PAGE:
Former Malta international launches football academy
Football used to be known as a man’s game at the time of its inception, however, in this day and age, it has become the sport of men, women, and children of all ages.
At the launch of new football academy NxtEra, co-founders Andre Schembri and Luigi Fenech went as far as saying that teaching boys and girls from the age of five is crucial for the development of future Maltese players.
“NxtEra is not just a football school but is also a system we would like to introduce in order to change the culture of how we look at football,” former Malta international Schembri said.
“We’ll be basing everything on three pillars: quality coaching, where the coach is not the process but someone who follows the methodology and adopting it to the athlete in front of them as at those ages, development is what’s important.
“The second thing is parent education – one of my favourite parts – as I know that as parents our first instinct is always to protect our children and we need to educate parents because at the end of the day, we feel for the children.
“The third is first-class administration. The people who run academies must be credible and have vision. It might sound arrogant, but I believe that if there’s anybody credible enough in Maltese football, it’s definitely us and I think NxtEra will make a change in how we see football from grassroots level.”
Fenech, a football agent with past experience at Belgian side Club Brugge, highlighted that even for clubs themselves, producing talent will in the long run makes more financial sense. Together with Spanish academy MBP, Fenech claims NxtEra will implement a philosophy adapted to the local market.
“Football has become so expensive and purchasing players has become so much more difficult that investing in a first-class grassroots system providing players with all the tools they require to progress and be able to excel and make it into the first team, makes more sense,” he said.
“The difference locally, with no fault of anyone, is that our resources are limited and not focused centrally but divided between a large number of clubs. An issue is that for the number of people there are in this country, there are a lot of clubs fighting over limited resources, so we are immediately facing an upward struggle.
“With our partners at MBP, we will be adopting a couple of touchpoints that are being adapted to top academies, so there is no reason why we can’t make it. Last week we also confirmed an affiliation agreement with Club Brugge.
“It’s something very exciting and we will be taking our coaching staff and administration there in July and we’ll be sitting down with their directors of the academy and together with the philosophy we’re adopting with our partners MBP, they will be guiding us on points that are easy for us to implement in the local football market.”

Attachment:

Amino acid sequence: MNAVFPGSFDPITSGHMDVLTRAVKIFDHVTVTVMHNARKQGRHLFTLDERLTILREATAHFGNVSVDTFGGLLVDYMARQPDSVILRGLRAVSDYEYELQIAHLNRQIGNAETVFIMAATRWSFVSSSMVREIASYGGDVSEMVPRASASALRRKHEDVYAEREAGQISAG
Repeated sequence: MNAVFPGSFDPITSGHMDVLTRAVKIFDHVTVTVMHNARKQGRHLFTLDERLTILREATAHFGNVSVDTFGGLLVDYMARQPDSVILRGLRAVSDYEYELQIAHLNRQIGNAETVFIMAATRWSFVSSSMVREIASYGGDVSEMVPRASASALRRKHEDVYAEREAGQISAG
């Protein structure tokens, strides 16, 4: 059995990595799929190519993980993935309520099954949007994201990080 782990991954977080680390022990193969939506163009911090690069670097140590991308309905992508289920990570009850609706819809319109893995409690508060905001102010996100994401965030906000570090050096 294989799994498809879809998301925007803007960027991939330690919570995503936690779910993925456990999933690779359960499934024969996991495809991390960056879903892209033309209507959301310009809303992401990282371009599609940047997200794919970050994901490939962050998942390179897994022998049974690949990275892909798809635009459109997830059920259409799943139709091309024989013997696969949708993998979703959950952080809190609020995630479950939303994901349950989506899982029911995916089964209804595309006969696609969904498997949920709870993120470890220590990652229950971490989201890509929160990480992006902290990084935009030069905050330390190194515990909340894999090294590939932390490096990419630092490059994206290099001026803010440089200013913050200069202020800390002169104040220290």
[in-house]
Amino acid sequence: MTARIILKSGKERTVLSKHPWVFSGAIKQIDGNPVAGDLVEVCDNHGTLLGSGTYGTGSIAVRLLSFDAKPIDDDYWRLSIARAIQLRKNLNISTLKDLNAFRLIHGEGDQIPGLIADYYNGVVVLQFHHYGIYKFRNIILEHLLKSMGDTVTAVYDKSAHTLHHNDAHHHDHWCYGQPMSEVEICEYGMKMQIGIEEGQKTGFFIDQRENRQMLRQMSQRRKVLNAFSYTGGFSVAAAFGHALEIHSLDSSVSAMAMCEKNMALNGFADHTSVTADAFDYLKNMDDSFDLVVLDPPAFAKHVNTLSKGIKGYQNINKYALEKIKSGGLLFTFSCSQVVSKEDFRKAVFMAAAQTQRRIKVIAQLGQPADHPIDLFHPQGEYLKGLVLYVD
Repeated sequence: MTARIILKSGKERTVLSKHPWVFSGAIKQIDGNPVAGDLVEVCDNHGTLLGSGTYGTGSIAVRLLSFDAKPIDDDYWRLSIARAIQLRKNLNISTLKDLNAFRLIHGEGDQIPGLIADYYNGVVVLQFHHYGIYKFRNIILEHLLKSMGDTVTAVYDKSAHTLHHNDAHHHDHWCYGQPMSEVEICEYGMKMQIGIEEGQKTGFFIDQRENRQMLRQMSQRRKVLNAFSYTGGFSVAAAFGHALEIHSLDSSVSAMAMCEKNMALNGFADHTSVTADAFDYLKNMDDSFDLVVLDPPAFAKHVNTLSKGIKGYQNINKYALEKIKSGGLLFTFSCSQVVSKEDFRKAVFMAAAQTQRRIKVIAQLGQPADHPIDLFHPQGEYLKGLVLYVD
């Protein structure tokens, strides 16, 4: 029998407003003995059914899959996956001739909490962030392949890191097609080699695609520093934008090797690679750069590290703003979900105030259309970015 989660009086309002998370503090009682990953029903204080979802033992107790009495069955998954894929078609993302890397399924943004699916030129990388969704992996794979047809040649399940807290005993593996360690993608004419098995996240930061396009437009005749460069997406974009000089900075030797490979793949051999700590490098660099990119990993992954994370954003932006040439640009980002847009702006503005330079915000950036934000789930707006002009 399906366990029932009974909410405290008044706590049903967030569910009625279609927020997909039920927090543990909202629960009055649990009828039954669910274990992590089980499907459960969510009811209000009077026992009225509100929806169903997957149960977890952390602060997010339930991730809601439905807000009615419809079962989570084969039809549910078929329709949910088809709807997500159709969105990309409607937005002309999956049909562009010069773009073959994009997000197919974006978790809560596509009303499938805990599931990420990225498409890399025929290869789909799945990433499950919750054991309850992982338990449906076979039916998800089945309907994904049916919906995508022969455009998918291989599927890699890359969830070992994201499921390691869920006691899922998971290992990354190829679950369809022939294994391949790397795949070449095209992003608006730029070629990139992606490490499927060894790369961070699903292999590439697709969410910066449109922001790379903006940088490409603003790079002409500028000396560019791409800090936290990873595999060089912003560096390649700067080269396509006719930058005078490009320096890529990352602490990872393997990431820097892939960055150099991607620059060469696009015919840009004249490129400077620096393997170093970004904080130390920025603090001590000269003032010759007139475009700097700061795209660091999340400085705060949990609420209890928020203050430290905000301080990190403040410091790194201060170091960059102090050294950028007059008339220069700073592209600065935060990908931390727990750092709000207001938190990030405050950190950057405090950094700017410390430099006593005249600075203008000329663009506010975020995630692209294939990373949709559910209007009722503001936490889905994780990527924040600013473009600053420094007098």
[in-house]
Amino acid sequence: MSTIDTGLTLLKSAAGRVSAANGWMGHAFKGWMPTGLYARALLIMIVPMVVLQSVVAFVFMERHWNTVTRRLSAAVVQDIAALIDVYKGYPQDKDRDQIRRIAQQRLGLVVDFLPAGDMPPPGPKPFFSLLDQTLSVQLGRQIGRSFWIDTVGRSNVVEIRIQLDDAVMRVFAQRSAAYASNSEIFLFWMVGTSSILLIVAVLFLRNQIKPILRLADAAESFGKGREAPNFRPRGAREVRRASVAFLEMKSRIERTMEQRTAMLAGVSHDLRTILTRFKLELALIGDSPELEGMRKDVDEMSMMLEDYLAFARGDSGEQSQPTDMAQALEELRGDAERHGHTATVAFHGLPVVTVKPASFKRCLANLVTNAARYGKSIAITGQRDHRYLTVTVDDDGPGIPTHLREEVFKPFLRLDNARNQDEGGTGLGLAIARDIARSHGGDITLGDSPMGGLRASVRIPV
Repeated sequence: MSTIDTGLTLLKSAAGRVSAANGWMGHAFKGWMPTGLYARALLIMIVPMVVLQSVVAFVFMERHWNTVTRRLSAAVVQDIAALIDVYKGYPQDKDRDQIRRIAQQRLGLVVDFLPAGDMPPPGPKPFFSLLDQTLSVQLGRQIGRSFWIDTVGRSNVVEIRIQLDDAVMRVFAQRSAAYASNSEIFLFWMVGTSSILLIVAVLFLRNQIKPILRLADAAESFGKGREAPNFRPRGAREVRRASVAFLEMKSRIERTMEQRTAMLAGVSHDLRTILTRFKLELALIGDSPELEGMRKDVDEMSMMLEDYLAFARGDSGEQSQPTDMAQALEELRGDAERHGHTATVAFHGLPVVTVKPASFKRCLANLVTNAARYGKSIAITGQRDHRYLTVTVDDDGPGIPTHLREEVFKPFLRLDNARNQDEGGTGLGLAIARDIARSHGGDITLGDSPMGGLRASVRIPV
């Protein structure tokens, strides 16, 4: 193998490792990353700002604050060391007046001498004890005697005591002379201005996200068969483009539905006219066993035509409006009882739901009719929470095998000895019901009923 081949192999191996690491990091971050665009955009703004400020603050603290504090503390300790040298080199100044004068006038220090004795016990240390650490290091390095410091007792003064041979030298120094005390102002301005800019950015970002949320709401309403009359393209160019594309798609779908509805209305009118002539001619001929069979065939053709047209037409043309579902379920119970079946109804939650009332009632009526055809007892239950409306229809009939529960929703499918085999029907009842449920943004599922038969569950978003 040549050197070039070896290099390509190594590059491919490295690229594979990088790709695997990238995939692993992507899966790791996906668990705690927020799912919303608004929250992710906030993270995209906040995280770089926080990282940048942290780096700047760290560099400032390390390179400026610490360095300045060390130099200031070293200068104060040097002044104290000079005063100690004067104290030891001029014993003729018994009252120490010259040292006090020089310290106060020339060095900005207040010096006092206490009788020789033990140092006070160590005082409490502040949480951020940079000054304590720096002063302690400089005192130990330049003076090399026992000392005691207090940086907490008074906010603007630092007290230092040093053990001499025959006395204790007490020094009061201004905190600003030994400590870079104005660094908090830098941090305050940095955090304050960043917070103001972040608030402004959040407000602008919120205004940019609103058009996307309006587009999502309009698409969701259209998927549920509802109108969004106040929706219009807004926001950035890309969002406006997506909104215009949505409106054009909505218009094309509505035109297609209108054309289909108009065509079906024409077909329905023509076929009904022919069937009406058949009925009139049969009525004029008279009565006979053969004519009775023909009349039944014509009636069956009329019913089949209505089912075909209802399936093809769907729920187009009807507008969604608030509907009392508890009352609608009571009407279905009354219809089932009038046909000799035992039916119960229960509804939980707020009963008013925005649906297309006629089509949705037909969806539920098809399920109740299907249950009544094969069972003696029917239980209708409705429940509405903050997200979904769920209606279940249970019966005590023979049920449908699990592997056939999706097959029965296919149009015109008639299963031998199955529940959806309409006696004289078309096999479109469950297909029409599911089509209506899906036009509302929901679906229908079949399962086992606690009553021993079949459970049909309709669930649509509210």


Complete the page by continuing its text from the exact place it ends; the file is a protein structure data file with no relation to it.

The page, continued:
Schembri emphasised that for this to be a success, players within their academy would have to follow only their programme until the age of 12 years, progressing through what he referred to as the foundation stage.
“In football, there are three stages: the foundation stage which is for children from five to 12 years old, the youth development stage with children of 13 to 17 years old, then finally the professional development phase which gives the player the opportunity to sign a professional contract if they are capable enough,” he explained.
“In this country, I see an issue of too much investment on the senior players and foreigners when in reality, investment should be focused on young children as they are our future.
“Being only with us is a strict policy from my end. We believe in our methodology and obviously, we can’t allow a player to train under many different coaches at the same time. We know that many parents send their children to train under many coaches because they want what’s best for them.
“However, studies tell us that it is worse for their development. After 12 years old, they can then head to wherever they desire.”
Players will be streamed into different groups upon application, with Fenech explaining that groups determined according to the players’ ‘game understanding’.
“Every child progresses at a different rate and what will happen is that our coaching staff will be analysing their level of game understanding and grouping them according to that. For them to obtain the maximum progress and potential, it is important that they are grouped due to their cognitive level,” he said.
Fenech remarked that more women in football is one of their goals as NxtEra.
“We want to focus on women’s football,” Fenech said.
“Most boys grow up being football-obsessed so that’s not going to be an issue, but we have to get more girls towards the sport especially when you consider the results we are getting already. There are more girls from the national team playing professionally abroad than boys and this is something we really want to push.”
Of course, in the case of children at such a young age, influence of parents comes into play and Schembri and Fenech both believe this affects the players’ resilience in the future.
“We see many Maltese players go abroad and come back after two months. That means that there is not enough resilience, and this is something that comes from childhood,” Schembri insisted.
“Our head coach Martina (Borg) has played abroad for five or six years, most recently with Roma, and is also a graduate in sports psychology. Martina told us that she was more than willing to take on the challenge but unless we do as much coaching with the children as we do with the parents, we’re not going to make it,” Fenech concluded.
For more information and application, one can visit: https://www.nxterafootball.com/
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